Wednesday, 4 July 2007

Gaza again

So, the captors have finally released Alan Johnston, meaning - amongst other things - that I no longer have to struggle to put the banner at the bottom of this blog. It's brilliant news, and I'm really pleased to see a positive headline for once, especially in so deserving a cause.

But what does this mean for Gaza? Well, its best journalist is free again. Will he work there still? I hope so, but I wouldn't blame him for choosing otherwise, especially given his family's concerns. But what does it mean for Hamas? It's an enormous propaganda success: one of the very highest order. It is no coincidence that Alan Johnston was taken to the home of the Hamas leader Ismail Haniya, sacked recently as PM. The propaganda message is enormously clear: that Hamas is in charge of Gaza, and that they can keep control in a respectable manner. Moreover, that in doing so, they have achieved what others cannot. So the question is this: when does a coup become a revolution?


Gavin said...

Today's editorial column in the Telegraph makes exactly the same point as you do: Hamas has gained international kudos, and will no doubt use the incident to put pressure on the British to recognise them. I'm not certain whether total exclusion of Hamas or an attempt at inclusion (as has seemed to work in N. Ireland) is the best strategy, but I do think that Sinn Fein and Hamas are different kettles of fish. OK, so Sinn Fein are a Left-wing republican political party, and the IRA, at its height, was essentially a criminal mob and is now more akin to the mafia than an ideological paramilitary, but the ideals being sought - an independent, united Ireland and an end to British rule - were not totally unacceptable. In contrast, Hamas refuses to recognise Israel and is made up of Islamic militants and terrorists who seem to want to kill all Jews and Westerners. The aims are different. I don't really see how the inclusion of Hamas in peace talks can bear fruit. Ideally I think the West should support Fatah as much as possible and try to come to some sort of Israeli-Palestinian accord without reference to Hamas. Should this happen, the militants would be seen as an irrelevant force. It doesn't matter whether they were democratically elected or not, an Islamist terrorist organisation should not be recognised as a government. But then again, we said that about Sinn Fein, didn't we?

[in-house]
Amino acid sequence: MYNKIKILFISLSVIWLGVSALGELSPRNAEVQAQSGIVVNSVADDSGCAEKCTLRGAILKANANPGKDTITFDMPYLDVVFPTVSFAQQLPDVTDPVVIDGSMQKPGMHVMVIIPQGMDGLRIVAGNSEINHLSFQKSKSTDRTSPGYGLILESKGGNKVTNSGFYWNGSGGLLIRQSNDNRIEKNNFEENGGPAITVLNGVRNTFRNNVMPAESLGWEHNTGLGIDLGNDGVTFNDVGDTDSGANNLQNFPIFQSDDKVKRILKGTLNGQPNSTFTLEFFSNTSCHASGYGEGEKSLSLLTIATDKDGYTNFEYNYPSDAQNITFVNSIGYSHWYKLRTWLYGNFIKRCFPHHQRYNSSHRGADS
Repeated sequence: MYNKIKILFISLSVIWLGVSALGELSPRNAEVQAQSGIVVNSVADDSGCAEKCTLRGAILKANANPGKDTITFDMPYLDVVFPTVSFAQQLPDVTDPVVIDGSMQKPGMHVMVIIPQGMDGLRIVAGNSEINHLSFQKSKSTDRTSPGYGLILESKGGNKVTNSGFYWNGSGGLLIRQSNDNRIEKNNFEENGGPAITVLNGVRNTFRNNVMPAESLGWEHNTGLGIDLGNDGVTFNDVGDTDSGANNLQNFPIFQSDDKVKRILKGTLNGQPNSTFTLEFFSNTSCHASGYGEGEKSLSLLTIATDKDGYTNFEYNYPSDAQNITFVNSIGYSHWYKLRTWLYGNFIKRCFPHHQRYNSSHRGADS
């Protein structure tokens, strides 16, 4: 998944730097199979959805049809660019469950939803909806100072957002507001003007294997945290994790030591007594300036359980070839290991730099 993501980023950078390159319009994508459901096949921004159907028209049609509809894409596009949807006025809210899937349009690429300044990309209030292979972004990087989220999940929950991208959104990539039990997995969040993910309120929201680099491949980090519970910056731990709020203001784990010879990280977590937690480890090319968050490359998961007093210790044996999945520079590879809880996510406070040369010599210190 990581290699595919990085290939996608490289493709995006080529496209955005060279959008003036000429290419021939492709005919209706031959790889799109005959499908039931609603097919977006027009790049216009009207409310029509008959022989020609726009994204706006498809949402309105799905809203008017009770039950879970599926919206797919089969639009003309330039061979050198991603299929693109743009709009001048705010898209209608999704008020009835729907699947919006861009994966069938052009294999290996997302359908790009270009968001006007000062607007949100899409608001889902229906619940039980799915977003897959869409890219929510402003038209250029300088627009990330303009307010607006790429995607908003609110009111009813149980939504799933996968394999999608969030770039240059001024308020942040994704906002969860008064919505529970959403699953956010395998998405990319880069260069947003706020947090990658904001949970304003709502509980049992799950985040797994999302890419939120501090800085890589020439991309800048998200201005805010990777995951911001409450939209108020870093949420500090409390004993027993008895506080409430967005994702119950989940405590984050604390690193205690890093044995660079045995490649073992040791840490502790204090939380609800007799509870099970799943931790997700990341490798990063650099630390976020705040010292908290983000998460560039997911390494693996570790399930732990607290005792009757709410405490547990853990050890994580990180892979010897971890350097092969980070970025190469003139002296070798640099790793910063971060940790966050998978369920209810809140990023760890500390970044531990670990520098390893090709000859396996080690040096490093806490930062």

Phil' said...

I'm actually not sure I agree. Is it wrong not to recognise Israel? Are the aims actually all that unreasonable? A united Ireland? A united Palestine? Granted, their methods are awful, but they have a mandate to rule legitimately.

Gavin said...

The aims are very different. Sinn Fein/IRA want a united Ireland, not the destruction of the United Kingdom. Hamas want to wipe Israel off the map. The IRA had to be treated as a terrorist organisation - it had to be infiltrated and defeated. The same should apply to Hamas, who by your own admission make no distinction between their political and militant wings. However, the grievances of Catholics in Northern Ireland also had to be addressed, and the issues could never be resolved until successful inclusion of nationalist interests was established. Similarly, the needs of oppressed Palestinians also need to be addressed, and this really has to involve a degree of inclusion of Palestinian political forces. However, progress cannot be made in relations between Israel and the Palestinians with Hamas in the way. Sinn Fein have settled down to a constitutional way of doing things and Catholics in Ulster have benefited hugely. The same could happen if Hamas adopted a constitional approach, but they won't. That's the difference.